Adenovirus Outbreak: 10th Child Dies In New Jersey

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An adenovirus outbreak in a New Jersey rehabilitation center has now claimed its 10th life, another child. So far, at least 27 children have been linked to the outbreak at the Wanaque Center for Nursing and Rehabilitation in Haskell, the New Jersey Department of Health said.

The viruses causing this outbreak are found on unclean surfaces and medical instruments. Although they may not be eliminated by common disinfectants, they rarely cause severe illness in healthy people. According to the Centers for Disease Control and Prevention,  outbreaks of the disease are common in places with large groups of children, such as child-care settings, schools and summer camps. Those with weakened immune systems have a higher risk for the severe disease and may remain infectious long after they recover from it.

About the outbreak of the adenovirus at the rehabilitation center, the New Jersey Department of Health said: “To date, the individuals associated with the outbreak became ill between September 26 and October 29. The affected children had severely compromised immune systems — including respiratory problems — before the outbreak began,” the NJHD stated.

Health officials are still searching for answers since the 10th death has been reported. According to CNN, in a statement last Tuesday, the Wanaque facility said it “promptly notified all appropriate government agencies when the virus was initially identified.” On Wednesday, an additional statement by the facility said the health department “continues to work very closely with the facility to ensure that all infection control measures are being followed.”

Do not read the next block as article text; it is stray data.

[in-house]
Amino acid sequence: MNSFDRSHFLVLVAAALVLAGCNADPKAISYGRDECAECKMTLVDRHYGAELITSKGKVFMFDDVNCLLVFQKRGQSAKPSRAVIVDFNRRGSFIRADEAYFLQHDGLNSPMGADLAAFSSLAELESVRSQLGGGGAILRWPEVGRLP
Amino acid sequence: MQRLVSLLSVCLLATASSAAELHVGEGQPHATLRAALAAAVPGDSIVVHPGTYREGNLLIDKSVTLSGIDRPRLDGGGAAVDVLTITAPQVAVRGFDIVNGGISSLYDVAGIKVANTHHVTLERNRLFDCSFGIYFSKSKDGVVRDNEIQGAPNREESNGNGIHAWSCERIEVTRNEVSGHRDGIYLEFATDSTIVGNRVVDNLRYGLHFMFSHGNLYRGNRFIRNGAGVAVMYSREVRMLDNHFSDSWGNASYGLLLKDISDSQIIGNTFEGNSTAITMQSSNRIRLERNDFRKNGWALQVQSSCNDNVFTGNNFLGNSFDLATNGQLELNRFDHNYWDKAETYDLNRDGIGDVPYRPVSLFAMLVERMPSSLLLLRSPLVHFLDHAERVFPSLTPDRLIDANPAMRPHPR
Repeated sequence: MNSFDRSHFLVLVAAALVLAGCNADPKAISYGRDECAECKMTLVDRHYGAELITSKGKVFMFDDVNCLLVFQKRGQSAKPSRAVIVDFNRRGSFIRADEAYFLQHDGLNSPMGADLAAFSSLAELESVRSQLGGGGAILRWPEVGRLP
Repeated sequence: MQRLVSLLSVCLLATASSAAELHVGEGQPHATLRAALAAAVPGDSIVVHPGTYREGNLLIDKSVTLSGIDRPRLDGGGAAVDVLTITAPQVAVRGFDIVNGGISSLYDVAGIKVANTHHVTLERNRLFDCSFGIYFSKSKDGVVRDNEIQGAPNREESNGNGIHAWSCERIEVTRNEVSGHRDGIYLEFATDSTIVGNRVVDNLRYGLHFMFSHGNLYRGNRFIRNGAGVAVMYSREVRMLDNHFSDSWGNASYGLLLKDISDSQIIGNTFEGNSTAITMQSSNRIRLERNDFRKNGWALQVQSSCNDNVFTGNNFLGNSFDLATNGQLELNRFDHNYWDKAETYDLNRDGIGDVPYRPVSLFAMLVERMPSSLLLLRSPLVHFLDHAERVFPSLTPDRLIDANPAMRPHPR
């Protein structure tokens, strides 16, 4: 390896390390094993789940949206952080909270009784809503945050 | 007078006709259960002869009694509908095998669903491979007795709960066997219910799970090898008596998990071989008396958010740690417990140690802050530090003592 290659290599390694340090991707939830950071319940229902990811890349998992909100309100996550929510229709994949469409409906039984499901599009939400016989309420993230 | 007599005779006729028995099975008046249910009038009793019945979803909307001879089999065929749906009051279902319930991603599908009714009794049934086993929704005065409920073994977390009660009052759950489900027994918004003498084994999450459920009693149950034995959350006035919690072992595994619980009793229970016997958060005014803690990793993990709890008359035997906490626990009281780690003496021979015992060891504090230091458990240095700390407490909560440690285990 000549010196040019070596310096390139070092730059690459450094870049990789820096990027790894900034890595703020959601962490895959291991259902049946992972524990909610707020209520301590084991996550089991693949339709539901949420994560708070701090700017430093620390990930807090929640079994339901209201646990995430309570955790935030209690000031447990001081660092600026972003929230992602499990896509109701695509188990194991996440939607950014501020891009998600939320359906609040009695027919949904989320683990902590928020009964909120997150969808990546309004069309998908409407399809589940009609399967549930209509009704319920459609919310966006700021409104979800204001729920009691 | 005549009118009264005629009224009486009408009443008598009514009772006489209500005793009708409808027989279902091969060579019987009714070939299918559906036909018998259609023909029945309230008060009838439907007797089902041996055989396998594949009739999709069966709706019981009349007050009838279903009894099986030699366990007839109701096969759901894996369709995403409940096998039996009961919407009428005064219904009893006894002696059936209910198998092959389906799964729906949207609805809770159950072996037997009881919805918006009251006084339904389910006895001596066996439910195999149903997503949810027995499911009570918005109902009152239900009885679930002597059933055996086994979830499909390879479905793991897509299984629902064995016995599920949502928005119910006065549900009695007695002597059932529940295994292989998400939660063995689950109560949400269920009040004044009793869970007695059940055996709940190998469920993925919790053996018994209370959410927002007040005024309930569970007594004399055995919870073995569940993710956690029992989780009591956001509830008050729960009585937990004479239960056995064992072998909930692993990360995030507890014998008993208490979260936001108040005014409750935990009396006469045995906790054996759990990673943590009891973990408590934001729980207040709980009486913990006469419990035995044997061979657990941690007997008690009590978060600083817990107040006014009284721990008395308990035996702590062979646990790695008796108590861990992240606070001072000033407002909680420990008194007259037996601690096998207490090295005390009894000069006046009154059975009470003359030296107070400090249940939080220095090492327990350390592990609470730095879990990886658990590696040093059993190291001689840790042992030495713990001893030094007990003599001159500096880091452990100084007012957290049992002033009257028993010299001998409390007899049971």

“The strain of adenovirus seen in this outbreak is associated with communal living arrangements and known to cause severe illness,” the state health department said. “It can be difficult to impossible to know how the virus got to the facility, what its source was, or what its specific mechanism of spread is from person to person,” New Jersey Department of Health Commissioner Dr. Shereef Elnahal said. “But we are working with the CDC on this ongoing outbreak investigation.”

The state health department said Tuesday that an inspection team at the facility on Sunday found minor handwashing deficiencies.

“Health professionals and other people don’t think of the common cold as being serious, but when you’re a child, disabled, chronic disease, immunosuppressed, elderly, multiple medical conditions, the common cold can be life-threatening,” said Dr. David Gifford, senior vice president of quality and regulatory affairs for the American Health Care Association.

This is a guest post by SHTFplan and Mac Slavo.